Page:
Saturday, 18 July 2020
In the light of today’s coronavirus figures showing no reversal of the last ten days’ trend of increased figures for new infections, prime minister Sophie Wilmès has called together the members of the national security council for a meeting tomorrow to consider the government’s next move.
At its meeting on Wednesday, the council – which brings together representatives of regional and federal governments together with whatever experts are considered helpful – declined to take new measures to relax the few restrictions left over from the lockdown, particularly the limit on mass events like concerts and music festivals.
Although the sector is in desperate need of relief, the reversal of the downward trend in infections, already evident when the council met on Wednesday, led them to leave things unchanged. The prime minister’s press conference later was described as “a announcement of no announcement”.
Tomorrow’s meeting, by contrast, is expected to consider possible new measures to tackle the increase in the spread of the virus. A meeting was originally planned for this coming Thursday. Whether that will now go ahead, or be superseded by tomorrow’s meeting, remains unclear.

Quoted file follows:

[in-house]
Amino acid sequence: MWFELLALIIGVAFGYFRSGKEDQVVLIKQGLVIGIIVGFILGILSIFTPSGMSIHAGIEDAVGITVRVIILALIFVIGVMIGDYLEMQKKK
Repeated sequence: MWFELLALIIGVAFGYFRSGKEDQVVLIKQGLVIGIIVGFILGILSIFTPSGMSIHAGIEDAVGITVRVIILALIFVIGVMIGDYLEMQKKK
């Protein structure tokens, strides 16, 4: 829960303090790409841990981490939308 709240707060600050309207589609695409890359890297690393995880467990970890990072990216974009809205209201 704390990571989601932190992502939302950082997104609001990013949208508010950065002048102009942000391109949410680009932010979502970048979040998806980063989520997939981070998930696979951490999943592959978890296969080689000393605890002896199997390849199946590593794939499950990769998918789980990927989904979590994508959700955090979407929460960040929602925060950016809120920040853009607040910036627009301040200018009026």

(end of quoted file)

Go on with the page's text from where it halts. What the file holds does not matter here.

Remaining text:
The average daily number of new cases rose on Friday to 114. Today’s figures show an increase of 127 – the tenth daily increase in a row.
“We need to prepare ourselves mentally for scaling back a number of measures,” said biostatistician Geert Molenberghs of the university of Leuven.
Quite what measures might be taken to combat the negative trend would be fruitless to speculate on. But all along, since the government first started dismantling the lockdown imposed in March, prime minister Wilmès has made it clear at every new phase of deconfinement – and we are now in Phase Four – that each new relaxation is reversible.
Working backwards, Phase Four involved swimming pools, amusement parks, cinemas and function halls. Phase Three saw the reopening of bars and restaurants.
Those relaxations would seem to be the logical place to start.
The Brussels Times